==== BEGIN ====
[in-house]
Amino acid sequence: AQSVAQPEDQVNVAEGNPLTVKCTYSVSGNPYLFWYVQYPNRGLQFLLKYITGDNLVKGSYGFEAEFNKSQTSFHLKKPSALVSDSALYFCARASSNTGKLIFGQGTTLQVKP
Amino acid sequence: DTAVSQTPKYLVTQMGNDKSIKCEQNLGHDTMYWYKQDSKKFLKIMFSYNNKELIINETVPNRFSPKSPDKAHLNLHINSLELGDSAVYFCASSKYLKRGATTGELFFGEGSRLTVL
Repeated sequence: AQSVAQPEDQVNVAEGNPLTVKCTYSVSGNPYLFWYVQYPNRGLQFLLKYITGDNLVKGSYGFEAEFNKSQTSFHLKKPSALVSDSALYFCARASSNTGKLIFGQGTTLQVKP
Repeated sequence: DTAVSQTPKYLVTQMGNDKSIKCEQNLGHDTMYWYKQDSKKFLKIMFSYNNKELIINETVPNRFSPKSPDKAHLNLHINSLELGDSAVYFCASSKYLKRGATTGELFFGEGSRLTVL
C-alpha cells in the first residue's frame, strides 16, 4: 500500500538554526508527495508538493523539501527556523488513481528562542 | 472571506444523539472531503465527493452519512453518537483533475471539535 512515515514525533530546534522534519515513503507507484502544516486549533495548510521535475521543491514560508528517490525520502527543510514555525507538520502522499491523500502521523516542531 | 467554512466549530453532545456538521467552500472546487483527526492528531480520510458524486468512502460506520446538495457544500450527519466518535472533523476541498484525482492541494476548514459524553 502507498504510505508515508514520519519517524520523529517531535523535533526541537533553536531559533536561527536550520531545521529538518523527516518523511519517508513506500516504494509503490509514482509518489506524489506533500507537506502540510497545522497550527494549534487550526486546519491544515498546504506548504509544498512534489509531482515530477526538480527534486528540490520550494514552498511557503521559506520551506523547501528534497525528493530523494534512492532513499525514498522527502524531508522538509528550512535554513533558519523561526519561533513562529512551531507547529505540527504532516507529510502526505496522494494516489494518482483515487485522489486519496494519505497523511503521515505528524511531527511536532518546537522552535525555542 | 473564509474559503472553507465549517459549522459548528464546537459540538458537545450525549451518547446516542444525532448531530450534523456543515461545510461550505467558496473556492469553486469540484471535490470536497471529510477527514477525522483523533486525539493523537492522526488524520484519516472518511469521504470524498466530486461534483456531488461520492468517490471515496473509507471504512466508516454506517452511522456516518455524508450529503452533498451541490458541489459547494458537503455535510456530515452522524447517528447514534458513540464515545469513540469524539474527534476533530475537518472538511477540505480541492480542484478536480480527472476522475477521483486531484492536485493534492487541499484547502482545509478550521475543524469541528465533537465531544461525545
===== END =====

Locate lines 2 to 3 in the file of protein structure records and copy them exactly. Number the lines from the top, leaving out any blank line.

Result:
Amino acid sequence: AQSVAQPEDQVNVAEGNPLTVKCTYSVSGNPYLFWYVQYPNRGLQFLLKYITGDNLVKGSYGFEAEFNKSQTSFHLKKPSALVSDSALYFCARASSNTGKLIFGQGTTLQVKP
Amino acid sequence: DTAVSQTPKYLVTQMGNDKSIKCEQNLGHDTMYWYKQDSKKFLKIMFSYNNKELIINETVPNRFSPKSPDKAHLNLHINSLELGDSAVYFCASSKYLKRGATTGELFFGEGSRLTVL